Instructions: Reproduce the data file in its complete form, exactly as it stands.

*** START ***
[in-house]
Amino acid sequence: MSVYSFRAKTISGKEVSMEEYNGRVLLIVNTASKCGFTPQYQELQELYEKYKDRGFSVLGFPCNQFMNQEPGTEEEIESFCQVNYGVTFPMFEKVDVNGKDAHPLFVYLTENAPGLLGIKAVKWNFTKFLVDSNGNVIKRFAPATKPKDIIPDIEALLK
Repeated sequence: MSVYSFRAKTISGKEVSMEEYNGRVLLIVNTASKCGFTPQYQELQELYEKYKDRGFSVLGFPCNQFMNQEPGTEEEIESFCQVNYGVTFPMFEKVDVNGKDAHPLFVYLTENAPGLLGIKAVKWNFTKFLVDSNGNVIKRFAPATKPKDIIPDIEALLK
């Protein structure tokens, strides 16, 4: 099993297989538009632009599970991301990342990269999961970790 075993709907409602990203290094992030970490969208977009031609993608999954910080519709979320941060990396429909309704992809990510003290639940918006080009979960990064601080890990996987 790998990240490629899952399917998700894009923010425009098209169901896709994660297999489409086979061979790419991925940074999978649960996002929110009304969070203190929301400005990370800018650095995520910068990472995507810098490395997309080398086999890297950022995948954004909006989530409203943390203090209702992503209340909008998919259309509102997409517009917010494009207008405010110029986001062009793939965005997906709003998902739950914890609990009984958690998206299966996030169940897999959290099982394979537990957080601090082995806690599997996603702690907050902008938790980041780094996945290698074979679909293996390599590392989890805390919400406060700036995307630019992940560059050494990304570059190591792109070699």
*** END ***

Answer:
[in-house]
Amino acid sequence: MSVYSFRAKTISGKEVSMEEYNGRVLLIVNTASKCGFTPQYQELQELYEKYKDRGFSVLGFPCNQFMNQEPGTEEEIESFCQVNYGVTFPMFEKVDVNGKDAHPLFVYLTENAPGLLGIKAVKWNFTKFLVDSNGNVIKRFAPATKPKDIIPDIEALLK
Repeated sequence: MSVYSFRAKTISGKEVSMEEYNGRVLLIVNTASKCGFTPQYQELQELYEKYKDRGFSVLGFPCNQFMNQEPGTEEEIESFCQVNYGVTFPMFEKVDVNGKDAHPLFVYLTENAPGLLGIKAVKWNFTKFLVDSNGNVIKRFAPATKPKDIIPDIEALLK
């Protein structure tokens, strides 16, 4: 099993297989538009632009599970991301990342990269999961970790 075993709907409602990203290094992030970490969208977009031609993608999954910080519709979320941060990396429909309704992809990510003290639940918006080009979960990064601080890990996987 790998990240490629899952399917998700894009923010425009098209169901896709994660297999489409086979061979790419991925940074999978649960996002929110009304969070203190929301400005990370800018650095995520910068990472995507810098490395997309080398086999890297950022995948954004909006989530409203943390203090209702992503209340909008998919259309509102997409517009917010494009207008405010110029986001062009793939965005997906709003998902739950914890609990009984958690998206299966996030169940897999959290099982394979537990957080601090082995806690599997996603702690907050902008938790980041780094996945290698074979679909293996390599590392989890805390919400406060700036995307630019992940560059050494990304570059190591792109070699």